JAMES M. ELY, Plaintiff,
THE UNITED STATES OF AMERICA, Defendant.
FINDINGS AND RECOMMENDATIONS OF U.S. MAGISTRATE JUDGE
CAROLYN S. OSTBY, Magistrate Judge.
Pro Se Plaintiff James M. Ely ("Ely") brings this medical malpractice action against the United States of America ("US") under the Federal Tort Claims Act ("FTCA") claiming that employees in the Department of Veterans Affairs ("VA") negligently refused to operate on his torn rotator cuff. Cmplt. (ECF 1) 4-5.  He seeks to recover $7, 651.49 - reimbursement for medical expenses of $7301.49 and his $350.00 filing fee. Id . at 5.
On February 1, 2013, Chief Judge Christensen referred this case to the undersigned for all pretrial proceedings. ECF 12. Now pending are Ely's summary judgment motion ( ECF 16 ) and the US's summary judgment motion ( ECF 17 ). For the reasons stated below, the Court recommends that Ely's motion be denied and the US's motion be granted.
Ely is a U.S. military veteran. In 2008, he sought treatment for a shoulder condition with the VA and was referred to the VA Medical Center at Fort Harrison, Montana, where an MRI and an orthopedic consultation were obtained. Ely was diagnosed with, among other things, a large tear of his right rotator cuff. VA health care providers did not recommend a surgical repair of Ely's rotator cuff tear.
Ely sought a second opinion regarding the treatment of his shoulder from a private orthopedist. On January 14, 2009, Ely underwent a surgical repair of his right shoulder rotator cuff by a private orthopedist in Bozeman, Montana.
On or about June 7, 2010, Ely submitted an administrative tort claim with the VA. He stated a sum certain damage claim of $7, 301.49.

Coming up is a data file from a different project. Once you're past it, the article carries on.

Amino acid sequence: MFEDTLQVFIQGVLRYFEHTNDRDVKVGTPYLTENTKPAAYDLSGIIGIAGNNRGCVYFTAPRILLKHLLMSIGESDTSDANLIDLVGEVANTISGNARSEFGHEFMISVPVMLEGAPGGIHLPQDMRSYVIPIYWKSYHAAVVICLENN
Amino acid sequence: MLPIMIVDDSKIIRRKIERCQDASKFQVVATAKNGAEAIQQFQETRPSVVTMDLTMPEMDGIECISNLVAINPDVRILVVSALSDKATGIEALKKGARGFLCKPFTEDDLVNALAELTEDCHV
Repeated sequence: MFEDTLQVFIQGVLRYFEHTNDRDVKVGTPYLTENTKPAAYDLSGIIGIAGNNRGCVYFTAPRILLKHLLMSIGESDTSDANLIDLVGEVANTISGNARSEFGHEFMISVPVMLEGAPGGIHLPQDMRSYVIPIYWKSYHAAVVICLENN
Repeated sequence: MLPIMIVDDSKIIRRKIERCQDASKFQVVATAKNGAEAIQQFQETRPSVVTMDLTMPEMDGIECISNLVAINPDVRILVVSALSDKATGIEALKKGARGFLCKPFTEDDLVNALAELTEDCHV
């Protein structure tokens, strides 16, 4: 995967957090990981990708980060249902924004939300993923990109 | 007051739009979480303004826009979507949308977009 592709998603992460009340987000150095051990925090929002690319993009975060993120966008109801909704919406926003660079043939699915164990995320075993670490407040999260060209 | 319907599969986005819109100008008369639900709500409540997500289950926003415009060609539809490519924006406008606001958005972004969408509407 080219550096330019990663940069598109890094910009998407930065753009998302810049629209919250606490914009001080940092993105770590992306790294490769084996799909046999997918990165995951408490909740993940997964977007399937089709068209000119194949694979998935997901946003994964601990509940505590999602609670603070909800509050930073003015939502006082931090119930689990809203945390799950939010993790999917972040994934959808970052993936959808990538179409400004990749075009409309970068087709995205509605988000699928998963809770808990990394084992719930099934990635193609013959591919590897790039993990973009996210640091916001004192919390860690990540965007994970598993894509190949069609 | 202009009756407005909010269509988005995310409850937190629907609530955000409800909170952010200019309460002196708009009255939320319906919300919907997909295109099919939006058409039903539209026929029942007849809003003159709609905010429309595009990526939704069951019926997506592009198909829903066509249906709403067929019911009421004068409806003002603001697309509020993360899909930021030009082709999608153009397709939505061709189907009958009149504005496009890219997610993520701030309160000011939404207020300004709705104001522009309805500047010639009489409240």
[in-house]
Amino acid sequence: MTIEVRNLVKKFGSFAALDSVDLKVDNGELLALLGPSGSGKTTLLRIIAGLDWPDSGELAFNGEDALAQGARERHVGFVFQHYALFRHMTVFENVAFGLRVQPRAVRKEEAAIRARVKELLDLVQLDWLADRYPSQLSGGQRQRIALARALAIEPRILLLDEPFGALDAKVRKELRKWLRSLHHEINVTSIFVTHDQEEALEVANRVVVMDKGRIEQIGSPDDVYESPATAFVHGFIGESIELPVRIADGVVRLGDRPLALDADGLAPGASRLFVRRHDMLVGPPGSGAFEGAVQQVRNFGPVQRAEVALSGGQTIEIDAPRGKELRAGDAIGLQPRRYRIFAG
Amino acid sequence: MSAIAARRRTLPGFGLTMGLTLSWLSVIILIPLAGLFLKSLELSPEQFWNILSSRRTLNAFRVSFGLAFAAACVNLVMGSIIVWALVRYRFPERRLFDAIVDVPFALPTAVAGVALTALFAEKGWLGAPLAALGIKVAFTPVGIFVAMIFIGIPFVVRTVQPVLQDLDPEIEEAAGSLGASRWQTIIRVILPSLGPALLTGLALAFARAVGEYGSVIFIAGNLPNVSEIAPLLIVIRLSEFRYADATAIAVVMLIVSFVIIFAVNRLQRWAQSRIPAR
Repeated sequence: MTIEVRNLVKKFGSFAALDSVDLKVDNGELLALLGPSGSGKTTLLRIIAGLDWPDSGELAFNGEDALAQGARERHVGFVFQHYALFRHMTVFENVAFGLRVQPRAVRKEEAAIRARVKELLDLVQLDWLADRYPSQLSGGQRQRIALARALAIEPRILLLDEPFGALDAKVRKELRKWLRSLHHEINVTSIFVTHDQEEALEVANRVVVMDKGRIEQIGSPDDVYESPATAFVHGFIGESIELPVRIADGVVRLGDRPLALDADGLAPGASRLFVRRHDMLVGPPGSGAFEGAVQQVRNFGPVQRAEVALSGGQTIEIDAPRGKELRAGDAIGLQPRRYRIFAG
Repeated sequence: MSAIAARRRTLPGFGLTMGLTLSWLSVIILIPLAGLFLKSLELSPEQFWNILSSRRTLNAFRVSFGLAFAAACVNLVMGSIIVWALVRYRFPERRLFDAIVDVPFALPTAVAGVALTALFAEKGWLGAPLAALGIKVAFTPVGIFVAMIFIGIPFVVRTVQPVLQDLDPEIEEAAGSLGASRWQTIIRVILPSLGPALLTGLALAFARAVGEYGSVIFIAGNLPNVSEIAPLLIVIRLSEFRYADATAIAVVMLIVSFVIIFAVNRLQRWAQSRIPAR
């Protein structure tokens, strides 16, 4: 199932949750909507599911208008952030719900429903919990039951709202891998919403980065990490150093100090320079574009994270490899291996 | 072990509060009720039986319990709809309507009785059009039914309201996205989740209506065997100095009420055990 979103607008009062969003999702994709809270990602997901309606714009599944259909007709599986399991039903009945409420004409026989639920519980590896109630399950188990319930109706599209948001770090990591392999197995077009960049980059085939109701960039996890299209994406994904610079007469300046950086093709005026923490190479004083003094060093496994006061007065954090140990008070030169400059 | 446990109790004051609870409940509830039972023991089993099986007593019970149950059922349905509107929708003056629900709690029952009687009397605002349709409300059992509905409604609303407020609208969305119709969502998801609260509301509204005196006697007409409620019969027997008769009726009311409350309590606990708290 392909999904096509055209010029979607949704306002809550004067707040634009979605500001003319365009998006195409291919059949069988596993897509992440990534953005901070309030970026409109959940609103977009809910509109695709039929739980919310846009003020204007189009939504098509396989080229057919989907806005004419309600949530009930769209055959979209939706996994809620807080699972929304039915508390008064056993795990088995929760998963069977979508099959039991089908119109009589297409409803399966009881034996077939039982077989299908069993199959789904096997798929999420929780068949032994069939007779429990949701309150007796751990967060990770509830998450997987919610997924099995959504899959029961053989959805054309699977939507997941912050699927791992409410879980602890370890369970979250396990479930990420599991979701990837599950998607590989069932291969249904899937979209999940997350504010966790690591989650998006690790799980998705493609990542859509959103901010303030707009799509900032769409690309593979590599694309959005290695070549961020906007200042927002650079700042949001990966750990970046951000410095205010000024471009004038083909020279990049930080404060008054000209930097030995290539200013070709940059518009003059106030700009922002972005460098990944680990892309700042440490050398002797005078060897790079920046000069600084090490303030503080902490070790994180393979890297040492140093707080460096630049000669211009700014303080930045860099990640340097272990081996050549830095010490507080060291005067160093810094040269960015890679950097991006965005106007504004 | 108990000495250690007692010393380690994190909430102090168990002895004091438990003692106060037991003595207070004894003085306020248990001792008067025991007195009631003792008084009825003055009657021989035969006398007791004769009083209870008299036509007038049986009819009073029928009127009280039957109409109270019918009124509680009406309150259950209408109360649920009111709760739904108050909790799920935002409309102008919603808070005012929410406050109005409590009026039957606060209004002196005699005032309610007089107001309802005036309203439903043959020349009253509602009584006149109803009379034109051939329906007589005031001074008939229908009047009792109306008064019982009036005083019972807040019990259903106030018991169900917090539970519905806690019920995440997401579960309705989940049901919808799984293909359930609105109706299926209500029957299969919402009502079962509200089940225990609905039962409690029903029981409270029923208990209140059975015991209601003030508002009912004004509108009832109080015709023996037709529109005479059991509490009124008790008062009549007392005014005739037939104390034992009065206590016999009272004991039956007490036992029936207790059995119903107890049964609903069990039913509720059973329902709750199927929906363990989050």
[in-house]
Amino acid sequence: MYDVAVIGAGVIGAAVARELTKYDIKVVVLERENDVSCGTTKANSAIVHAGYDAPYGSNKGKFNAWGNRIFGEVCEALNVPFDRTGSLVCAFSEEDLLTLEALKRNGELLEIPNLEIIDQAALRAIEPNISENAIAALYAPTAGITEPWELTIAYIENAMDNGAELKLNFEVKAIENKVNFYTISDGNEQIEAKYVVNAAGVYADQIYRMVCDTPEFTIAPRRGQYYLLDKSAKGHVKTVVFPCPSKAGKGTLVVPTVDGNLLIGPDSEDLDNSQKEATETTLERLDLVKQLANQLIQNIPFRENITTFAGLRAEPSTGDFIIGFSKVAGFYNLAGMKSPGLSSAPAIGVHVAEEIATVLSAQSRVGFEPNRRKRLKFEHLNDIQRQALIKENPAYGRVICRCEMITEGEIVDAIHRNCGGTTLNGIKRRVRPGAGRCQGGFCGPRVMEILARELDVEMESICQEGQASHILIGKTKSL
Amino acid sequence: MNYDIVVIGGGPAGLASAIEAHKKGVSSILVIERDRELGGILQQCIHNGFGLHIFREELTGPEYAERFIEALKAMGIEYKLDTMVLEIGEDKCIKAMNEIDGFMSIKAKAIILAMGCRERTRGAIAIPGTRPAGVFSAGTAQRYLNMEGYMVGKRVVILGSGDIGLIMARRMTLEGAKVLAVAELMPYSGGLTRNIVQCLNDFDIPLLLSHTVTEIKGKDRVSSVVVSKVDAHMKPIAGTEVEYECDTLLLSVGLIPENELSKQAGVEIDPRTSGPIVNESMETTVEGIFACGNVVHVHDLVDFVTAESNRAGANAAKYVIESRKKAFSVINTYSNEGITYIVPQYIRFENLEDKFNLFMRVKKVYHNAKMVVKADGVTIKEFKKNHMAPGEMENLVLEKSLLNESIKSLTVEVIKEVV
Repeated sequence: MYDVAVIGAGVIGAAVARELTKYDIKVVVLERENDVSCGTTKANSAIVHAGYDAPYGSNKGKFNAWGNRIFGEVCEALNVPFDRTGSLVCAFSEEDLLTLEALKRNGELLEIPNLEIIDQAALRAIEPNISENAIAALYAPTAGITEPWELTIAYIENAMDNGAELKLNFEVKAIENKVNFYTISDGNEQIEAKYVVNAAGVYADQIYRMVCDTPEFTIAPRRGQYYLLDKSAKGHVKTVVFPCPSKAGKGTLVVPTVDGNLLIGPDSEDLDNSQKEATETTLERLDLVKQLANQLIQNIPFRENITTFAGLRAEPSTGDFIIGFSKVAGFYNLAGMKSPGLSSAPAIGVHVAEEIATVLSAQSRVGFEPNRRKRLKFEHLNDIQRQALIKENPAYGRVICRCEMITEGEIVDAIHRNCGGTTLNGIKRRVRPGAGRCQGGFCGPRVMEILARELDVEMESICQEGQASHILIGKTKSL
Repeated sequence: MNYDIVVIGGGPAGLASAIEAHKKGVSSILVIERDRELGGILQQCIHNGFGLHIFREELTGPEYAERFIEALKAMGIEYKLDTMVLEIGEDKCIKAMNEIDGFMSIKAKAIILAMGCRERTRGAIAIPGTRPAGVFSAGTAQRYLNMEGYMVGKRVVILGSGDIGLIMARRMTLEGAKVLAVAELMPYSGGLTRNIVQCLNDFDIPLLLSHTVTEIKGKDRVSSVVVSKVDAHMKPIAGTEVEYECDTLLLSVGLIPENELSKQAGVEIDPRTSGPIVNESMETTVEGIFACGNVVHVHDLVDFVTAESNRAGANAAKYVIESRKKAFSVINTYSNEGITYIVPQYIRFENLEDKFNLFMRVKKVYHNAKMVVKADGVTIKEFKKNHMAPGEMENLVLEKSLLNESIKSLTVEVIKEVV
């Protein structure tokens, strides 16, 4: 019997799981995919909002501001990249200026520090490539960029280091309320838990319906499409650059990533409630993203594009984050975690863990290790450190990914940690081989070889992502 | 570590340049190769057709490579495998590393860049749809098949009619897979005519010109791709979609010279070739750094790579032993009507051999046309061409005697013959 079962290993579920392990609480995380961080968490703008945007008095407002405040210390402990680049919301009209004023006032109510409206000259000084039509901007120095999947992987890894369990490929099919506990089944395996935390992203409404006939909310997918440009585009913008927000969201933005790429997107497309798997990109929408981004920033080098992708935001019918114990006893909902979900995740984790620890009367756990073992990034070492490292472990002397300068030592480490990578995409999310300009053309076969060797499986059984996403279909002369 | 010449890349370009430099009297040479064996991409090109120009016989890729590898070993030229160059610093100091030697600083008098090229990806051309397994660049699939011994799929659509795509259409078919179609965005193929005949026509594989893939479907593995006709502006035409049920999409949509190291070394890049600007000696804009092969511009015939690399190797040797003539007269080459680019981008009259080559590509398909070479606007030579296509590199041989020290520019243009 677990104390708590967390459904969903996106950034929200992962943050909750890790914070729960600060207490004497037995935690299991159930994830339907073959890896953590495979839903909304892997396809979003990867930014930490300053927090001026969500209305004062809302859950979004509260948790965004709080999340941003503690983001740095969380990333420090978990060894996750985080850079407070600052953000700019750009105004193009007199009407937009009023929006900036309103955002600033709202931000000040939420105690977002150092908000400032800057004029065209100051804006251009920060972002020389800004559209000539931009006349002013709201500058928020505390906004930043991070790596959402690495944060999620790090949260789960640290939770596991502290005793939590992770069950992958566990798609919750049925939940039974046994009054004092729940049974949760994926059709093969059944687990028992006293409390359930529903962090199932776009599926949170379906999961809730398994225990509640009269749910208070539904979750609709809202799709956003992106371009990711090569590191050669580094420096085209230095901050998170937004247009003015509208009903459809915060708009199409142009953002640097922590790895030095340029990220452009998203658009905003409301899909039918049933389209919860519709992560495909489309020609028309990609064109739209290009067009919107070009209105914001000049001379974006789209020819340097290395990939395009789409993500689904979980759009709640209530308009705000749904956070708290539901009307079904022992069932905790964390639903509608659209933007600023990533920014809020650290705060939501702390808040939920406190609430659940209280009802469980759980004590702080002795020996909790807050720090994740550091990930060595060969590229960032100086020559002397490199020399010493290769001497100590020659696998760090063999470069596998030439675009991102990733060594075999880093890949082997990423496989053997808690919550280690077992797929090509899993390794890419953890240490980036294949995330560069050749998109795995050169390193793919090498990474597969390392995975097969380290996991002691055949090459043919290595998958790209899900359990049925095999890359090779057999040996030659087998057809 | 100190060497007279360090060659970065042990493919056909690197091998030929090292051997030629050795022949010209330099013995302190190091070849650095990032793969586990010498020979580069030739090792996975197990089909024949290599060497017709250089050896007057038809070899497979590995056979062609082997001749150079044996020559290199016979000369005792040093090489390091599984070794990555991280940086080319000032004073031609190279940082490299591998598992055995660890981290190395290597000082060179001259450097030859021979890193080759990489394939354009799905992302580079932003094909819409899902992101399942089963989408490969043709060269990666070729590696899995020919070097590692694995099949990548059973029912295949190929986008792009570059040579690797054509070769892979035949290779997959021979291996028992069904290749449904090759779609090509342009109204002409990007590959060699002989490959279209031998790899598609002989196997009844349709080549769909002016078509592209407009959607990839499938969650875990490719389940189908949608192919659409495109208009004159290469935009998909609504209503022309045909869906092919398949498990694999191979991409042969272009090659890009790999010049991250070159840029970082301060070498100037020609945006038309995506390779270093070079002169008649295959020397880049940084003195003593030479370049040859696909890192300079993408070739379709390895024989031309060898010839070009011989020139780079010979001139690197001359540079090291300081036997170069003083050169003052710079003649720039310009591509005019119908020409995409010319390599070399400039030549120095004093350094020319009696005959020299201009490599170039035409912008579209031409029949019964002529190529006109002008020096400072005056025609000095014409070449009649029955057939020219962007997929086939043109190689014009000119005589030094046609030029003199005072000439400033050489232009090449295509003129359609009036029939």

On September 26, 2012, Ely filed this action. On January 14, 2013, the Court issued a Scheduling Order to govern all further pretrial proceedings. ECF 11. Relevant to the motions at hand, the Scheduling Order includes the setting of a July 11, 2013 deadline for the parties to disclose liability expert witnesses. Id . at 1.
II. SUMMARY JUDGMENT STANDARD
Fed. R. Civ. P. 56(a) requires the court to grant summary judgment if the movant shows that there is no genuine dispute as to any material fact and the movant is entitled to judgment as a matter of law. The movant bears the initial responsibility of informing the district court of the basis for its motion, and identifying those portions of the pleadings, depositions, answers to interrogatories, and admissions on file, together with the affidavits, which it believes demonstrate the absence of a genuine issue of material fact. Celotex Corp. v. Catrett, 477 U.S. 317, 323 (1986).
Where the parties file cross-motions for summary judgment, the court must consider each party's evidence, regardless under which motion the evidence is offered. Las Vegas Sands, LLC v. Nehme, 632 F.3d 526, 532 (9th Cir. 2011). Entry of summary judgment is appropriate "against a party who fails to make a showing sufficient to establish the existence of an element essential to that party's case, and on which that party will bear the burden of proof at trial." Celotex Corp., 477 U.S. at 322. The purpose of summary judgment is to pierce the pleadings and to assess the proof to determine whether there is a genuine need for trial. Id. at 587 (quotation omitted).
III. PARTIES' ARGUMENTS
Ely argues that VA health care providers committed medical malpractice by negligently refusing to operate on his torn rotator cuff. The private orthopedist later performed a successful surgical repair of the right shoulder rotator cuff. Ely argues that the U.S. should pay for his medical expenses because "but for' the defendant's negligent action, it would have not been necessary for [him] to be treated by a private orthopedic surgeon." Ely's Mtn. (ECF 16) at 2-4.
In response, and in support of its own summary judgment motion, the U.S. argues that: (1) under Montana law, Ely has failed to present any evidence that either establishes the standard of professional care in a medical malpractice case or that VA health care providers negligently departed from the recognized standard in treating him, US's Br. (ECF 18) at 3-4; (2) Ely has failed to present necessary qualified expert testimony to establish the applicable standard of care, id. at 4-5; and (3) Ely's failure to identify expert testimony on ...